Judge clears way, sending decision on bail to trial
Posted January 17, 2018 7:04 p.m. EST
SAN FRANCISCO -- A federal judge has cleared the way for trial to determine the constitutionality of bail requirements in San Francisco and statewide, ruling that defenders of the system must show it's the best and least-restrictive way to make sure that defendants who have been released from jail show up in court.
Critics of California's bail law contend in a lawsuit that the system, as applied in San Francisco, discriminates against the poor by keeping them in jail while wealthier people charged with the same crimes go free. It challenges the law's requirement that a defendant pay bail, or the nonrefundable 10 percent fee charged by bail bond companies, to be released after arrest.
In a ruling Tuesday, U.S. District Judge Yvonne Gonzalez Rogers of Oakland denied the plaintiffs' requests to declare the bail system unconstitutional without a trial, and by bail bond companies to dismiss the suit.
The judge said a trial is needed to determine whether requiring newly arrested defendants to post bail in order to gain their freedom violates their rights to liberty and equal treatment under the law.
She noted U.S. Supreme Court rulings overturning laws that effectively penalized people for being poor, such as a unanimous 1970 decision striking down an Illinois law that forced inmates to spend additional time in jail to work off fines they couldn't afford to pay. The ruling had the effect of invalidating similar laws in other states, including California.
Such rulings ``apply with special force in the bail context, where fundamental deprivations (of liberty) are at issue and arrestees are presumed innocent,'' Gonzalez Rogers said.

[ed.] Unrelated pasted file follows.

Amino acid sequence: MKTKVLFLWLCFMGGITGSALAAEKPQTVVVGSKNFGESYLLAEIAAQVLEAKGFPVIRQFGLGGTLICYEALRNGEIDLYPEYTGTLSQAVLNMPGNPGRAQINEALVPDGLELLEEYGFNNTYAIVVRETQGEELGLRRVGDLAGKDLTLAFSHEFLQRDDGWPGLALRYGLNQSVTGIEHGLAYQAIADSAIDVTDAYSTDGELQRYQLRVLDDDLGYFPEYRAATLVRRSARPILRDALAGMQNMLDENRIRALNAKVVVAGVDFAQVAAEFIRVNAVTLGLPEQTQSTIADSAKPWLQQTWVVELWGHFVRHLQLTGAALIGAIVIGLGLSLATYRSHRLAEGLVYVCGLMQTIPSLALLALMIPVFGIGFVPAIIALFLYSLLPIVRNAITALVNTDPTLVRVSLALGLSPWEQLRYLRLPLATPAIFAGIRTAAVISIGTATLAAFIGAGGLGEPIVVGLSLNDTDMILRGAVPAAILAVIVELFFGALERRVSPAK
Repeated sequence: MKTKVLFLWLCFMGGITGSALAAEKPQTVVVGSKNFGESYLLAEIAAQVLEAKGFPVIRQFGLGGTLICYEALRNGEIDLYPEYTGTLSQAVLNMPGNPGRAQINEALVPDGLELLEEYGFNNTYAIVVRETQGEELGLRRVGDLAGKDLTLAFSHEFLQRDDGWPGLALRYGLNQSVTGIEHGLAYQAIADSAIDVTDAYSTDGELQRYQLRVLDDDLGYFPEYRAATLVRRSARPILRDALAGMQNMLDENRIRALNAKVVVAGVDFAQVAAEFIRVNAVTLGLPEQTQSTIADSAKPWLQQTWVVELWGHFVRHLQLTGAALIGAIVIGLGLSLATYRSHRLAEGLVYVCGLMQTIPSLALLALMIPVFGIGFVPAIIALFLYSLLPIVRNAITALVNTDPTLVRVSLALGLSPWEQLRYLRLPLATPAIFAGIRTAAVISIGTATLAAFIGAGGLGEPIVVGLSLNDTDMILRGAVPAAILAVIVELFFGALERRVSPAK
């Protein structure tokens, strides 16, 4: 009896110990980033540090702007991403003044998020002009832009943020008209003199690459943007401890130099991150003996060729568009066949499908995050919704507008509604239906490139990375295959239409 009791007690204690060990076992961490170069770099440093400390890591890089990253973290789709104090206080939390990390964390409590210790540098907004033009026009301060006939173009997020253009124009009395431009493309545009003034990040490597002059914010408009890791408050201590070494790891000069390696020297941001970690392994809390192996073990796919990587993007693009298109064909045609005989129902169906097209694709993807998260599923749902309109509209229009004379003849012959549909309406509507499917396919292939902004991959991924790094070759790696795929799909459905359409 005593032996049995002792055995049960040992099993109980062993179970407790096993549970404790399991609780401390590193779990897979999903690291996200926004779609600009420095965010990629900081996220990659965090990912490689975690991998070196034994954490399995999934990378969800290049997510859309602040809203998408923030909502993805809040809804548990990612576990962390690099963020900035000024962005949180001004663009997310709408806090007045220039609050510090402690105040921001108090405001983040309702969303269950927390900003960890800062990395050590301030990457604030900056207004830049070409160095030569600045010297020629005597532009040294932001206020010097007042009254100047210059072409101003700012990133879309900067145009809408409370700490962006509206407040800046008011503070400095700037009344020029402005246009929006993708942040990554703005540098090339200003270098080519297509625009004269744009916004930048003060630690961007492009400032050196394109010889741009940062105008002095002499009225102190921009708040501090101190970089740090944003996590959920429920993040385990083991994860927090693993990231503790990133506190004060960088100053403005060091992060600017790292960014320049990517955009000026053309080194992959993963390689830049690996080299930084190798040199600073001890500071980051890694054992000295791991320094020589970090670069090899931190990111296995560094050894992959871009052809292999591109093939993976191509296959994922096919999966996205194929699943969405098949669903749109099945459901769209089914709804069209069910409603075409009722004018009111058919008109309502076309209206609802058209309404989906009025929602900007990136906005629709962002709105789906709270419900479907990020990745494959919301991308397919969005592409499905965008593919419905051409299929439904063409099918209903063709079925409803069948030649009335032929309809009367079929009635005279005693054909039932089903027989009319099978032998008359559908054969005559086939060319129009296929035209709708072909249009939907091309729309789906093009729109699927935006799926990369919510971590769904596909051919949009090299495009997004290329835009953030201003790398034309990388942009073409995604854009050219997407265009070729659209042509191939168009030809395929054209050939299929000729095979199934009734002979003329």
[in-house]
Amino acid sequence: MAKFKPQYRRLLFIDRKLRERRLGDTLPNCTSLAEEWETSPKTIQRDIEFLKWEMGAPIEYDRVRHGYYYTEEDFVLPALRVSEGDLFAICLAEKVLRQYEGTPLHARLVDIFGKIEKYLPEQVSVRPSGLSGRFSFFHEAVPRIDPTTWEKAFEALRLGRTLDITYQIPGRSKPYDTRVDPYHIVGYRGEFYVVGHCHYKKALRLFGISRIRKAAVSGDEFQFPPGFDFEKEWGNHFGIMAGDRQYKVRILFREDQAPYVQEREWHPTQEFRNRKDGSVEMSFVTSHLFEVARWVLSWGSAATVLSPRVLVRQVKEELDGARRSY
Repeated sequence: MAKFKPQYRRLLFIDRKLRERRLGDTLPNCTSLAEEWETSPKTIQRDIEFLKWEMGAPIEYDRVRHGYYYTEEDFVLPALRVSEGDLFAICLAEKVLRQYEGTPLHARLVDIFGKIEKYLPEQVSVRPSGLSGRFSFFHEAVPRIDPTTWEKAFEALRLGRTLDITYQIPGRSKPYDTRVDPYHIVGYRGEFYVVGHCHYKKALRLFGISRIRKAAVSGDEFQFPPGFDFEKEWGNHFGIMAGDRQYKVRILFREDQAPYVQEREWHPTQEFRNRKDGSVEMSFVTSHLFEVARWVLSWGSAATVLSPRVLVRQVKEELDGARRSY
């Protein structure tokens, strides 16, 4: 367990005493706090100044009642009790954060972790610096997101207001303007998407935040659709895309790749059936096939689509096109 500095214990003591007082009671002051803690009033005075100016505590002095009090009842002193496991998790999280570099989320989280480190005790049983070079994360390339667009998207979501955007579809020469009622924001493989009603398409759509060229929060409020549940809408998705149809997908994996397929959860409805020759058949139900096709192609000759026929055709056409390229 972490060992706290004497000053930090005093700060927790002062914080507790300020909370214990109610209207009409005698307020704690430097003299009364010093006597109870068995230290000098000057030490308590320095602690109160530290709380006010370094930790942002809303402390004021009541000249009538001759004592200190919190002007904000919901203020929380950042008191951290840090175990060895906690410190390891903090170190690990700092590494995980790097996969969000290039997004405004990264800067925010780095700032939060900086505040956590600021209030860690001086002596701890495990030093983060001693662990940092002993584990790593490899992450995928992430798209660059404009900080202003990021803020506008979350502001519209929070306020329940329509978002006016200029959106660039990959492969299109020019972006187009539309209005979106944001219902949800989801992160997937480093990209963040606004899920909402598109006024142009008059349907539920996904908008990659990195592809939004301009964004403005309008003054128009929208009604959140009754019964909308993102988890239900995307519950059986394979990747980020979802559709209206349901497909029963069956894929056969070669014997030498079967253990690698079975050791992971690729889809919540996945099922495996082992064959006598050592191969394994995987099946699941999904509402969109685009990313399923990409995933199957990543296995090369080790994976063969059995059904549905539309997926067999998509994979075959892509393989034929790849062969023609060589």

On the other hand, she said, plaintiffs in the suit must offer evidence of a ``plausible, less-restrictive alternative'' that would be at least as effective as the current bail system in San Francisco, where the suit was filed. At that point, Gonzalez Rogers said, it would be up to the bail bond companies to show that requiring bail is the best way to get a defendant to return to court for trial.
Lawyers for both sides said they were pleased with the ruling.
``Overall, it's a very positive development,'' said Phil Telfeyan, executive director of a nonprofit called Equal Justice Under Law. He said he would present evidence during the trial that a nonmonetary system, in which judges assessed the risk posed by each newly arrested person and set conditions for pretrial release, would be fairer and more effective than cash bail.
Harmeet Dhillon, lawyer for the California Bail Agents Association, said the judge had clarified the issues and had made it clear that it was up to the plaintiffs to show some practical alternative to the current system.
The lawsuit was filed in 2015 by Telfeyan's group on behalf of two San Francisco women who were kept in jail for one or two days because they could not afford bail, and were never charged by prosecutors. One woman said she lost her job as a result, and the second said she had to take out a loan that will take years to pay off.
Bail bond companies contend cash bail protects the public by giving defendants a strong incentive to appear in court. Gonzalez Rogers allowed them to enter the case after then-Attorney General Kamala Harris and San Francisco City Attorney Dennis Herrera said they considered the bail system unfair to the poor and would not defend it.
A state appeals court in San Francisco is considering a challenge to the system in a separate case, and legislation is pending in Sacramento that would repeal the bail requirement.